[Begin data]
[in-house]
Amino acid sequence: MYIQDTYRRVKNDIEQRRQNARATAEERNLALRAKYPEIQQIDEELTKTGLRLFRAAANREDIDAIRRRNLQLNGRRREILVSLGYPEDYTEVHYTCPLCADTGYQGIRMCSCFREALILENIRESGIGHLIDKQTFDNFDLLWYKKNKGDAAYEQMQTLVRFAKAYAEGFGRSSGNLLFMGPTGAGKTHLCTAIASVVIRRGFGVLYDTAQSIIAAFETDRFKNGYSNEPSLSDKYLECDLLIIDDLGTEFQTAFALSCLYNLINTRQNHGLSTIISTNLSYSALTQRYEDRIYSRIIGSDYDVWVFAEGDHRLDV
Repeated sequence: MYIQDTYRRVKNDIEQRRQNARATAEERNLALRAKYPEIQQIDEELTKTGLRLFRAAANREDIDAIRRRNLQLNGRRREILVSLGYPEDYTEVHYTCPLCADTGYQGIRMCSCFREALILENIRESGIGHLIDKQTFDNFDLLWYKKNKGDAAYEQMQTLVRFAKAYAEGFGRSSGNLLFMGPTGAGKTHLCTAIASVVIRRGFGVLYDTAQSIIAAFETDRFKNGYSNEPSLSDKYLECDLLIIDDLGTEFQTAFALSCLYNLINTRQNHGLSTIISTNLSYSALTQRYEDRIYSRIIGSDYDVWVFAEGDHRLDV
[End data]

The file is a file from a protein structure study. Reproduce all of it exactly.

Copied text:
[in-house]
Amino acid sequence: MYIQDTYRRVKNDIEQRRQNARATAEERNLALRAKYPEIQQIDEELTKTGLRLFRAAANREDIDAIRRRNLQLNGRRREILVSLGYPEDYTEVHYTCPLCADTGYQGIRMCSCFREALILENIRESGIGHLIDKQTFDNFDLLWYKKNKGDAAYEQMQTLVRFAKAYAEGFGRSSGNLLFMGPTGAGKTHLCTAIASVVIRRGFGVLYDTAQSIIAAFETDRFKNGYSNEPSLSDKYLECDLLIIDDLGTEFQTAFALSCLYNLINTRQNHGLSTIISTNLSYSALTQRYEDRIYSRIIGSDYDVWVFAEGDHRLDV
Repeated sequence: MYIQDTYRRVKNDIEQRRQNARATAEERNLALRAKYPEIQQIDEELTKTGLRLFRAAANREDIDAIRRRNLQLNGRRREILVSLGYPEDYTEVHYTCPLCADTGYQGIRMCSCFREALILENIRESGIGHLIDKQTFDNFDLLWYKKNKGDAAYEQMQTLVRFAKAYAEGFGRSSGNLLFMGPTGAGKTHLCTAIASVVIRRGFGVLYDTAQSIIAAFETDRFKNGYSNEPSLSDKYLECDLLIIDDLGTEFQTAFALSCLYNLINTRQNHGLSTIISTNLSYSALTQRYEDRIYSRIIGSDYDVWVFAEGDHRLDV